The gates to a 280-year-old fort in Port Royal are opening to the public, and its grounds are being opened by archaeologists seeking artifacts.
The S.C. Department of Natural Resources Heritage Trust has set up for a month of excavation, which would have started Monday if not for heavy rains.
Digging will focus on the fort, which was completed in 1734, and two sites where 19th-century buildings may have been located.
Fort Frederick began as a British stronghold, built on the Beaufort River to protect the area from attacks by American Indians and by Spaniards from St. Augustine, Fla. It was used as a military base for less than two decades, was deserted by 1758 and replaced by Fort Lyttleton, a British tabby fort upriver on Spanish Point.
The fort property was subsequently part of the Smith Plantation, or the Old Fort Plantation. The plantation was used by the 1st South Carolina Volunteers, a unit of former slaves, during the Civil War. Camp Saxton, now part of Beaufort Naval Hospital property, was the site of Emancipation Proclamation ceremonies Jan. 1, 1863.
The 3-acre fort site is part of 127 acres of riverfront the Navy bought in 1945 to build Naval Hospital Beaufort. The fort section was donated to the state as part of the National Park Service's Federal-Lands-to-Parks Program in 1997.
The dig is one step in a larger project, DNR archaeologist Sean Taylor said. A report will be compiled and used to create informational materials and kiosks.
He said he hopes to learn more about features of the fort, such as the barracks, powder magazine, cannon mounts and a possible brick floor in one section. He also hopes to find out more about the original structure and tabby walls, including whether some of the walls have been partially covered by land.
Opening the site has been a long-standing goal of Port Royal officials.
"It's wonderful to have this type of history, but when it's behind a fence, then it's difficult to expose people to it," town manager Van Willis said.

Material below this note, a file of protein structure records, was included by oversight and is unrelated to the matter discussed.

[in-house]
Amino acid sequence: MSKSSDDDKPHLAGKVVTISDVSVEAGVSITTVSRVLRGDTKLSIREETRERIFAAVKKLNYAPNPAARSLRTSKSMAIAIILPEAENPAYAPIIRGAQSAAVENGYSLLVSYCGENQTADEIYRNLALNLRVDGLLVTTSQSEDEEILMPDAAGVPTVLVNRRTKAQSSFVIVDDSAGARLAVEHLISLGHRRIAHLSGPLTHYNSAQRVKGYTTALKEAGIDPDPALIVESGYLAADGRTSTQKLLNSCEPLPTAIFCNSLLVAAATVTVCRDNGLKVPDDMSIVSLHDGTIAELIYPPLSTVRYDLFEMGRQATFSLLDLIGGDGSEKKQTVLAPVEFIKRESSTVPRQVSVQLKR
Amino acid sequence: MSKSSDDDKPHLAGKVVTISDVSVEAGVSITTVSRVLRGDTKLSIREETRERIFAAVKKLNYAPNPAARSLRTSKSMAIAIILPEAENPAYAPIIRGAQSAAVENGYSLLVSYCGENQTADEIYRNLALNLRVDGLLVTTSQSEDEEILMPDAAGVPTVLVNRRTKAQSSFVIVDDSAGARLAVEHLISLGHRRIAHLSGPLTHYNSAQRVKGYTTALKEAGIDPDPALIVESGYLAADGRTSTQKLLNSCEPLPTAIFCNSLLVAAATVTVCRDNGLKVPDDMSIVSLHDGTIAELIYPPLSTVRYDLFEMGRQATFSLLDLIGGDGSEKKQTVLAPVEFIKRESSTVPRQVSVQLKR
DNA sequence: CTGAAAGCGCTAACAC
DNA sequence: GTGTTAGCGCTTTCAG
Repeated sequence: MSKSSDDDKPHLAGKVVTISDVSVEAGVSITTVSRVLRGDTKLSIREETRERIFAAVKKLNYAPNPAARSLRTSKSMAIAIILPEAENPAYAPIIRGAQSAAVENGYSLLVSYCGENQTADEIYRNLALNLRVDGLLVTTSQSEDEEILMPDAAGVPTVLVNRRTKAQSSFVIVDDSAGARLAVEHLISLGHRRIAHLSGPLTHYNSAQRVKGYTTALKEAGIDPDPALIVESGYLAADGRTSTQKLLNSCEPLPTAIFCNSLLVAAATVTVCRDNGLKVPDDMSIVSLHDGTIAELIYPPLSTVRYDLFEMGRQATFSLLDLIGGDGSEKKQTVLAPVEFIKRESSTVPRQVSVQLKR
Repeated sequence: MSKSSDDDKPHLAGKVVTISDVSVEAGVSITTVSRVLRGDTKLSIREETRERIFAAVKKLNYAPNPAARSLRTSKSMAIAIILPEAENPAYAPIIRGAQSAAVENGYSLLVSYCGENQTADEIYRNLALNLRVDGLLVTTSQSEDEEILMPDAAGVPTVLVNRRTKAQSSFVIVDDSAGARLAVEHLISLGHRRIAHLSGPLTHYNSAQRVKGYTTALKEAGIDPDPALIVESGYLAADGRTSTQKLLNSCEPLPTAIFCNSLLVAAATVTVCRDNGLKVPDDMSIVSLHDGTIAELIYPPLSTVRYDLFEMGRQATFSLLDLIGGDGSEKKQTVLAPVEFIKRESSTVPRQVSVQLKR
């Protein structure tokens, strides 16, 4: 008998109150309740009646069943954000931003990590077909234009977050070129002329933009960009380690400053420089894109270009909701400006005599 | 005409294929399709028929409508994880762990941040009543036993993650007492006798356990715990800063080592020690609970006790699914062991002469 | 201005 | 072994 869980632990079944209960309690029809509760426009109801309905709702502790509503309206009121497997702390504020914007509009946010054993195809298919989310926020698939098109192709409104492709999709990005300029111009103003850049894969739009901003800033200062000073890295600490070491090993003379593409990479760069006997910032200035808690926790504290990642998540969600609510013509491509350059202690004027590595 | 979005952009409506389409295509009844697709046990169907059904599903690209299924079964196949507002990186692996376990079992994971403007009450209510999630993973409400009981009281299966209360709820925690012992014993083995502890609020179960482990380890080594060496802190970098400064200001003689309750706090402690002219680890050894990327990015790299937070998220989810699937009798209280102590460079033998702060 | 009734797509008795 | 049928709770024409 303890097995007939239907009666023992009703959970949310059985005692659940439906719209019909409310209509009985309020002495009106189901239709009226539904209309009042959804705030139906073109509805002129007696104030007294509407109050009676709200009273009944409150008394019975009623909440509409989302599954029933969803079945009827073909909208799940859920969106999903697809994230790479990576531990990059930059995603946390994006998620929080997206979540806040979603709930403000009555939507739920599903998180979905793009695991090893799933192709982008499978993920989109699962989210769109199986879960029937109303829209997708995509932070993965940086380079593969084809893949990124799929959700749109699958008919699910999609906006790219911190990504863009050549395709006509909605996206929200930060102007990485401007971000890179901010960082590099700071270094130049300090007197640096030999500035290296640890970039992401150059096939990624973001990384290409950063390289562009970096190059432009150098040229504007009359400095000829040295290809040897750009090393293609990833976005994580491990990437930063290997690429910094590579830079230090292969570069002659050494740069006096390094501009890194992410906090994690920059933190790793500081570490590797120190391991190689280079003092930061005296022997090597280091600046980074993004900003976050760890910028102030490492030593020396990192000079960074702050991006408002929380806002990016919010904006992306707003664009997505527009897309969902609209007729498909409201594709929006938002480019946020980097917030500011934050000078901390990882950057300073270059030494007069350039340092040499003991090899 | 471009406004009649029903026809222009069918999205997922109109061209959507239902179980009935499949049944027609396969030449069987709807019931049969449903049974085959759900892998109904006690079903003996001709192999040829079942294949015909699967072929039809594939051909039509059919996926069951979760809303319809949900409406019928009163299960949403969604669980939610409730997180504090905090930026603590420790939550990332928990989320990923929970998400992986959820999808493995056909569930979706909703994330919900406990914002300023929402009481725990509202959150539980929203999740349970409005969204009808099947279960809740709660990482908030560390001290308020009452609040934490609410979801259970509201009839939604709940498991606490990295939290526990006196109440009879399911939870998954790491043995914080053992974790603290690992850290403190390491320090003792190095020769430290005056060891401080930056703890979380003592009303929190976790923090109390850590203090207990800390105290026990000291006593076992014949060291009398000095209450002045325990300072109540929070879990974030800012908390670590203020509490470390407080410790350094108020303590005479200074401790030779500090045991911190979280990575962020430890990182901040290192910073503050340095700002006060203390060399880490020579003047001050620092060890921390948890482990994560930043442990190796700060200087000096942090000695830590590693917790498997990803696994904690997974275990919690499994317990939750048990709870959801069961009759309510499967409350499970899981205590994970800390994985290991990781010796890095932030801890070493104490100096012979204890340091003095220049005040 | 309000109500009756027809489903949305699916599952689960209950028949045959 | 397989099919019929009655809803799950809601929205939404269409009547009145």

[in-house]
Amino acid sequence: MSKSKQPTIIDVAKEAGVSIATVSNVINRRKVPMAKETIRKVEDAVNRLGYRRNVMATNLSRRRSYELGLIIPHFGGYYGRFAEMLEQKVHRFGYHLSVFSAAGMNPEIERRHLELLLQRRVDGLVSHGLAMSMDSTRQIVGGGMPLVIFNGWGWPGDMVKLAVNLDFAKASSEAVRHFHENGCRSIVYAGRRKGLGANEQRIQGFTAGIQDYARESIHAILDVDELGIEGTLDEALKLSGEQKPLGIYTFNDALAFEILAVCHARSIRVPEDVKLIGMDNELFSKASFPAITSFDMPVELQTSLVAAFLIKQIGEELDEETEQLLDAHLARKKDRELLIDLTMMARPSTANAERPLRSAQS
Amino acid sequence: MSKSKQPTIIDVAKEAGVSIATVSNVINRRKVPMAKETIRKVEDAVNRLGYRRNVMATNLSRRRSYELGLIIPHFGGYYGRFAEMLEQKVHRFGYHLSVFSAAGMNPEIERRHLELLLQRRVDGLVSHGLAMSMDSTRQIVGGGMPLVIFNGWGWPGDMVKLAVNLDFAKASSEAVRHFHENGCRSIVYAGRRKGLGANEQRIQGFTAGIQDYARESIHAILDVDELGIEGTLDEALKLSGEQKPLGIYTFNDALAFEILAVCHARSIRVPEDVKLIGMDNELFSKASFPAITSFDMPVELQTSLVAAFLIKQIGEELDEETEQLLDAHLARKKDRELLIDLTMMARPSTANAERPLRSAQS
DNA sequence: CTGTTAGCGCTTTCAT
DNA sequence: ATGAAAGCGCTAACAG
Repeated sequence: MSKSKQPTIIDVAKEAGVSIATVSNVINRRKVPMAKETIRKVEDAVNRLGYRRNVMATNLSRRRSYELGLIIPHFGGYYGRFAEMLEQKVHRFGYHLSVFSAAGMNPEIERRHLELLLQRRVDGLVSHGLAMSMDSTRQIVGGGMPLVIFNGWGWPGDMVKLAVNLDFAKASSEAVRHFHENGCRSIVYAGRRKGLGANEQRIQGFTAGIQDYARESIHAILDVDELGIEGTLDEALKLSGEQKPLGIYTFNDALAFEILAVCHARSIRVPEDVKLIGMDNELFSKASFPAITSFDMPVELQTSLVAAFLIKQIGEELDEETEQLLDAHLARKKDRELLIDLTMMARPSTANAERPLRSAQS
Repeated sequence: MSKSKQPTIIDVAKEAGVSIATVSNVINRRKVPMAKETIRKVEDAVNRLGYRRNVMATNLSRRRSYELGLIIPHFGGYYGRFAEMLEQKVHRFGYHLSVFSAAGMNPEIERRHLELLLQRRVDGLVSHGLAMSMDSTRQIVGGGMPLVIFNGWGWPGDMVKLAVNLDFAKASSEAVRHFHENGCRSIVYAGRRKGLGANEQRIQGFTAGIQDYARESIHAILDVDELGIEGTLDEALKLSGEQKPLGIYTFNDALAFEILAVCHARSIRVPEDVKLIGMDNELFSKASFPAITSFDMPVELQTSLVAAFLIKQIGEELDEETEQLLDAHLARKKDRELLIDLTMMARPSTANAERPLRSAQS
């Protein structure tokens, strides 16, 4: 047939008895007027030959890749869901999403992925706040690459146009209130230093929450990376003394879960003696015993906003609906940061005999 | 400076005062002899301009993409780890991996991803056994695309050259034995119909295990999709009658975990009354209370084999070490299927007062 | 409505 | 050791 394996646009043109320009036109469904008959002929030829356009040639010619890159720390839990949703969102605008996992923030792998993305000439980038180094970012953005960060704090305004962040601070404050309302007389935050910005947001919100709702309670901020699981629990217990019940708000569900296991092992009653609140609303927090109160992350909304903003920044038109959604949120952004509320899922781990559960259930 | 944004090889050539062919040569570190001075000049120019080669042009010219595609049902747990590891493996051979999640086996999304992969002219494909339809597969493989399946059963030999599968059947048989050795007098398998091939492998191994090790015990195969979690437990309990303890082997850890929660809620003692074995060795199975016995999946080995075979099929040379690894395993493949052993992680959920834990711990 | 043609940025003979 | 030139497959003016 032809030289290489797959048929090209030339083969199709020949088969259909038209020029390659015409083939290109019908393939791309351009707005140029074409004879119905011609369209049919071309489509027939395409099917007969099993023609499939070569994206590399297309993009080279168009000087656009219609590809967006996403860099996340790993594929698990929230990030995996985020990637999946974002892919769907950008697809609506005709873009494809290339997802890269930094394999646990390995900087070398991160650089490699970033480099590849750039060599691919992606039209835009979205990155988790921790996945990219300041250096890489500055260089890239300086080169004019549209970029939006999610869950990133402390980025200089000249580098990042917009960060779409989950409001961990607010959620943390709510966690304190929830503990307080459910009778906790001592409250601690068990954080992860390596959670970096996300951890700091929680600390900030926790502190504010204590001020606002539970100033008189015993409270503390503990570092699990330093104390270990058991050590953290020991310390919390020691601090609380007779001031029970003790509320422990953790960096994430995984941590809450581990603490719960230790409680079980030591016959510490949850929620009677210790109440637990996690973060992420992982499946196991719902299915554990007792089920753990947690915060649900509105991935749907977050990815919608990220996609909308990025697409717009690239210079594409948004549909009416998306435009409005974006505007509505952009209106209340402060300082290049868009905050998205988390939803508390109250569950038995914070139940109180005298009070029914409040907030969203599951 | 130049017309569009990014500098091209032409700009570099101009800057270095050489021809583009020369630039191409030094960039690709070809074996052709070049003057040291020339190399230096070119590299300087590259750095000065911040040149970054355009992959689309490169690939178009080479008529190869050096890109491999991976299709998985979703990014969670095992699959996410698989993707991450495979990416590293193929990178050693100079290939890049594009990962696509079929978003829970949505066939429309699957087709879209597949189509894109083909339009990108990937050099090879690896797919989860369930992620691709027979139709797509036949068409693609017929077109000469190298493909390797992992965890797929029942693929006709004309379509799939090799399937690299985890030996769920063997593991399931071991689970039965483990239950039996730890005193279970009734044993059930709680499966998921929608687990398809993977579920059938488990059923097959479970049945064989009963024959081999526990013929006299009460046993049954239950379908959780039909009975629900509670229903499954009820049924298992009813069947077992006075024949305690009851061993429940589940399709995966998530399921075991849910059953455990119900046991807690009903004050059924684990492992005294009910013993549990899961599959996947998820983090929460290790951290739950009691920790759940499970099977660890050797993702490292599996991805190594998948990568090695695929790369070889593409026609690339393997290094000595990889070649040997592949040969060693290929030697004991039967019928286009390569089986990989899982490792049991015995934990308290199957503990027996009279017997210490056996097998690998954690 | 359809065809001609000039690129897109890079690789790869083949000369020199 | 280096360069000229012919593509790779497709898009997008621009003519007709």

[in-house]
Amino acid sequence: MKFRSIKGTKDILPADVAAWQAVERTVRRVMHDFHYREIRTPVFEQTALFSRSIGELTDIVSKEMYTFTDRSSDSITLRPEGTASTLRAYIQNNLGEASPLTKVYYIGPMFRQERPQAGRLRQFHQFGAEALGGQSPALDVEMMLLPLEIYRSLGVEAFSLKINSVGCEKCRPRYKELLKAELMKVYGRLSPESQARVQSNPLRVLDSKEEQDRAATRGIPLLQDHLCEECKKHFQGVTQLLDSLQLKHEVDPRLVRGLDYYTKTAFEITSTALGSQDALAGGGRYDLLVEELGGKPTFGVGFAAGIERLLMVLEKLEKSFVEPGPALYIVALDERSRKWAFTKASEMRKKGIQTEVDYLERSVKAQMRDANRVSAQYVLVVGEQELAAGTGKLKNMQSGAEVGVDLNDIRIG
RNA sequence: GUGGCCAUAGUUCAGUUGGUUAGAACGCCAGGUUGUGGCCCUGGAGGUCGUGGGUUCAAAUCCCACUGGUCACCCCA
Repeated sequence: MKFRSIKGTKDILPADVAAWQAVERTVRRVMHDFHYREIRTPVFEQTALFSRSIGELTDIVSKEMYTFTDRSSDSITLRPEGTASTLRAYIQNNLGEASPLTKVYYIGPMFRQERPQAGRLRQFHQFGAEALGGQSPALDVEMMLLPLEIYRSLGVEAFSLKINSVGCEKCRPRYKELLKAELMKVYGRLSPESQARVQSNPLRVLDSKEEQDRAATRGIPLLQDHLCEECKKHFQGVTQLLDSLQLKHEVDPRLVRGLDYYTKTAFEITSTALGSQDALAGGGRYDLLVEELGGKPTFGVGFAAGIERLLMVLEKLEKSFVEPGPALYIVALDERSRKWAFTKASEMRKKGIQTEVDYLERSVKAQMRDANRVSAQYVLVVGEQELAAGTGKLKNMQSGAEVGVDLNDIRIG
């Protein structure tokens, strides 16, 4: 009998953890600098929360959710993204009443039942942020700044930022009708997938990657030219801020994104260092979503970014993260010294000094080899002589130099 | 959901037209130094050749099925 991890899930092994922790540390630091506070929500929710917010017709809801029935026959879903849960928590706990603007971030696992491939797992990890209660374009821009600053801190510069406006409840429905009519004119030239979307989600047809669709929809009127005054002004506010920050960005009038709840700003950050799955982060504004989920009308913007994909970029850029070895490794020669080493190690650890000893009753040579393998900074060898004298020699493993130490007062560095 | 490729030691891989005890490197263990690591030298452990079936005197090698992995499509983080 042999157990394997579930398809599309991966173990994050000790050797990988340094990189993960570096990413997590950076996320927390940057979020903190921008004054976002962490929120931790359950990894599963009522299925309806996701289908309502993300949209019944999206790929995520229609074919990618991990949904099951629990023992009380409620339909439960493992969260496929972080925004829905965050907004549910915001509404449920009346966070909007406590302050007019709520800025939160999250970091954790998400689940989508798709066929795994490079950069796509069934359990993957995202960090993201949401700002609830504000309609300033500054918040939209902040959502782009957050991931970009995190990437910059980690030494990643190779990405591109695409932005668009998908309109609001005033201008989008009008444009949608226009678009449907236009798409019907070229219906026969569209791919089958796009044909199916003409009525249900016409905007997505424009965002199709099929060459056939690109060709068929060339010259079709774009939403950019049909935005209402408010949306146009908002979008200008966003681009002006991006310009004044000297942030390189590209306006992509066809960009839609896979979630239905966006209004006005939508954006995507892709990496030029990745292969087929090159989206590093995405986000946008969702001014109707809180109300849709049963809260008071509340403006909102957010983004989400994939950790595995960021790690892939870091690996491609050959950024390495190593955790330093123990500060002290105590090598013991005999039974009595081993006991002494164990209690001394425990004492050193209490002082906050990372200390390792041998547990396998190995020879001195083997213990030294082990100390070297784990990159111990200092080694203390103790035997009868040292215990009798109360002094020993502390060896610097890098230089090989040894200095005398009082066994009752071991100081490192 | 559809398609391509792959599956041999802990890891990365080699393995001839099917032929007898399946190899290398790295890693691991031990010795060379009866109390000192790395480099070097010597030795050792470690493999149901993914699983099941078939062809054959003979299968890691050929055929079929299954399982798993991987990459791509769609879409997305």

Beaufort tabby expert Colin Brooker has been contracted to preserve the fort's crumbling tabby walls, and crews have begun covering fragile areas with fresh tabby.
Signs will warn visitors to stay off the fort walls, and bollards, short vertical posts, will likely be installed to make sure vehicles cannot drive into the fort.
The state, county and town are also working on a plan to relocate and install the aging boat landing beside the fort site. Preliminary plans are to move it south by more than 100 feet, giving vehicles and boats room to maneuver without endangering the fragile tabby ruins, Taylor said.
Because of erosion, part of the fort is under the Beaufort River. Taylor said plans are to add a marker to pinpoint the underwater ruins and to warn boaters of obstacles.
Public access to the site has been restricted since Sept. 11, 2001, although tours could be arranged through the Naval Hospital and DNR. Taylor said the public can now visit the site on Fridays through Feb. 6.
If you go
The public can visit the Fort Frederick site Fridays through Feb. 6. Guided tours will be at 11 a.m. and 2 p.m., and visitors will learn about the excavation, site history and plans. Access is via Old Fort Road, off Old Shell Road. For information or to arrange a large group visit, contact Meg Gaillard, S.C. Department of Natural Resources Heritage Trust archaeologist, 803-734-0658.